ISU Researchers Get $2 million Grant to Study Plant Disease Defenses

August 31st, 2005

Researchers at Iowa State University have been awarded a $2 million grant by the National Science Foundation to study disease defenses in agricultural crops.

"Plant diseases are among the greatest deterrents to crop production worldwide," said Roger Wise, U.S. Department of Agriculture collaborating professor in the plant pathology department and principal investigator on the four-year project. "Major efforts have been devoted to understanding the mechanisms of genetic resistance and incorporating them into breeding programs to offset yield loss caused by pathogens."

Wise and others involved with the project will use genomics tools and resources related to barley, rice and the model plant, Arabidopsis thaliana, to perform comparative analysis of disease defense pathways important to agriculture. Arabidopsis is the first plant genome to be completely sequenced and offers important advantages for basic research in genetics, plant development, plant pathology and molecular biology.

The project got underway this summer. In the first two years, the team will take advantage of the public Barley1 GeneChip, a technology platform that makes it possible to investigate 22,000 cereal genes in a single experiment. This will help the researchers identify significant new genes that play a role in disease resistance.

The next step will be to test these new genes to see if, in fact, they can contribute to overall disease resistance. Results will be added to public databases so other researchers can build on what is learned in the effort at Iowa State University.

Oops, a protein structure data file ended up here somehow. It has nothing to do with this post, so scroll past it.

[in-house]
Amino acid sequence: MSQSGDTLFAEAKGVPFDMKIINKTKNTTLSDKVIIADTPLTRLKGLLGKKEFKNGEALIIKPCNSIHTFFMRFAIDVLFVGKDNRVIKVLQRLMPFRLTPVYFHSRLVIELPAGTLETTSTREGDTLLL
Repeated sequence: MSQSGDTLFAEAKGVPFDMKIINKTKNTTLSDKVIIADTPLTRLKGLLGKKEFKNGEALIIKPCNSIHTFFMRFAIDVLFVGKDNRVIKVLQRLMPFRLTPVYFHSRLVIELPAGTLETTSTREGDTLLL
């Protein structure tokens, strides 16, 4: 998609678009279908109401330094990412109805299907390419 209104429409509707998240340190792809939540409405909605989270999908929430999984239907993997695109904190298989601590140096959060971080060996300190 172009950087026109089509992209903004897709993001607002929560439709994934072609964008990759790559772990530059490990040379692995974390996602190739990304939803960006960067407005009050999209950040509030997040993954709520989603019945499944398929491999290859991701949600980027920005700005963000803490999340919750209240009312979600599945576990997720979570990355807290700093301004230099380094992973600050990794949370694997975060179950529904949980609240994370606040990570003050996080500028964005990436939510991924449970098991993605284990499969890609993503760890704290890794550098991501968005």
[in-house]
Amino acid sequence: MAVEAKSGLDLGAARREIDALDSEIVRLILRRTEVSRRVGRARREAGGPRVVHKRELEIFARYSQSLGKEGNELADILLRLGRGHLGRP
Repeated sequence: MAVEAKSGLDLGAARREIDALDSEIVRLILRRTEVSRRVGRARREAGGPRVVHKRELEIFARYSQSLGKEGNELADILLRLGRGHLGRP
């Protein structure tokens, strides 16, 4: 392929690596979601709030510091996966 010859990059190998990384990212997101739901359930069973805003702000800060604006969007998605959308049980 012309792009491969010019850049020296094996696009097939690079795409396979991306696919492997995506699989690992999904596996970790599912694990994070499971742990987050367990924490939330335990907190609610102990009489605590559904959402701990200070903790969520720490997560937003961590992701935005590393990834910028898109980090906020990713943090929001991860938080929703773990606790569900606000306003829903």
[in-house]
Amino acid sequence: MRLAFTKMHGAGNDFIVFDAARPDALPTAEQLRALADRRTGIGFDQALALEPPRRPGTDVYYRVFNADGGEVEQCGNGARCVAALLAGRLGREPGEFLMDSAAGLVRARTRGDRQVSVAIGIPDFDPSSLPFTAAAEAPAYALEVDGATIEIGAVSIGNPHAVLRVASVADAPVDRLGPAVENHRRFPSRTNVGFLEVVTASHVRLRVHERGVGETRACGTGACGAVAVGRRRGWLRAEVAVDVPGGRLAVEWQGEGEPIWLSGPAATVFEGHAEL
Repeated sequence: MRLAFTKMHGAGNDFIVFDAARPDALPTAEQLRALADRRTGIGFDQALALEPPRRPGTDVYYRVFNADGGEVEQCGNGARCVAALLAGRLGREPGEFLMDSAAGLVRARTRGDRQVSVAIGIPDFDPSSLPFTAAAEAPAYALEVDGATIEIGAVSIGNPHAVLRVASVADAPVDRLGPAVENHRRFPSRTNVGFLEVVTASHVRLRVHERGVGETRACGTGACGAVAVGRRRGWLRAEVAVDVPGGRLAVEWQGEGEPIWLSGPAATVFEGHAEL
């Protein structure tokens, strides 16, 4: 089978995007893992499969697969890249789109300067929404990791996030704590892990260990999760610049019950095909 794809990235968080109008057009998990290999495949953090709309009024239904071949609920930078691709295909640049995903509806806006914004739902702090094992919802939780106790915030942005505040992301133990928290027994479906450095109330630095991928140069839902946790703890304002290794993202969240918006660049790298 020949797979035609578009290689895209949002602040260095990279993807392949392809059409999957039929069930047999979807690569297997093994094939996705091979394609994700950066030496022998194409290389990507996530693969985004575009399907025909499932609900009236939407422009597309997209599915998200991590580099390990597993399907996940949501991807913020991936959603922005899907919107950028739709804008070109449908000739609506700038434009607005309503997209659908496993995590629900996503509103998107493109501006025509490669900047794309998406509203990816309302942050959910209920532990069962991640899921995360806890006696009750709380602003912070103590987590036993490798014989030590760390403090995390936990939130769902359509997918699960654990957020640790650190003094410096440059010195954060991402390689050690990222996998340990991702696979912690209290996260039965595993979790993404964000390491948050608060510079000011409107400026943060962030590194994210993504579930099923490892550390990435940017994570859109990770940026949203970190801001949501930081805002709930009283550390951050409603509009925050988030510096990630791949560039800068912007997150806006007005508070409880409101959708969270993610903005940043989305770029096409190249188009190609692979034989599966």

Others on the project include Steve Whitham, assistant professor of plant pathology; Julie Dickerson, associate professor of electrical and computer engineering; Daniel Nettleton, associate professor of statistics; and an international collaborator, Patrick Schweizer, Institute of Plant Genetics and Crop Plant Research, in Gatersleben, Germany.

Five doctoral students, three undergraduates and one postdoctoral research associate will be funded by the grant. In addition, two high school biology teachers will intern each summer.

"Our multi-disciplinary team will provide advanced training opportunities that integrate genomics, plant-pathogen interactions, statistics and bioinformatics," said Wise. "So this project is not only gathering important new information on disease defenses for agricultural crops, it also is developing a new generation of agricultural scientists."


Roger Wise, Plant Pathology, (515) 294-9756,
Susan Thompson, Communications Service, (515) 294-0705,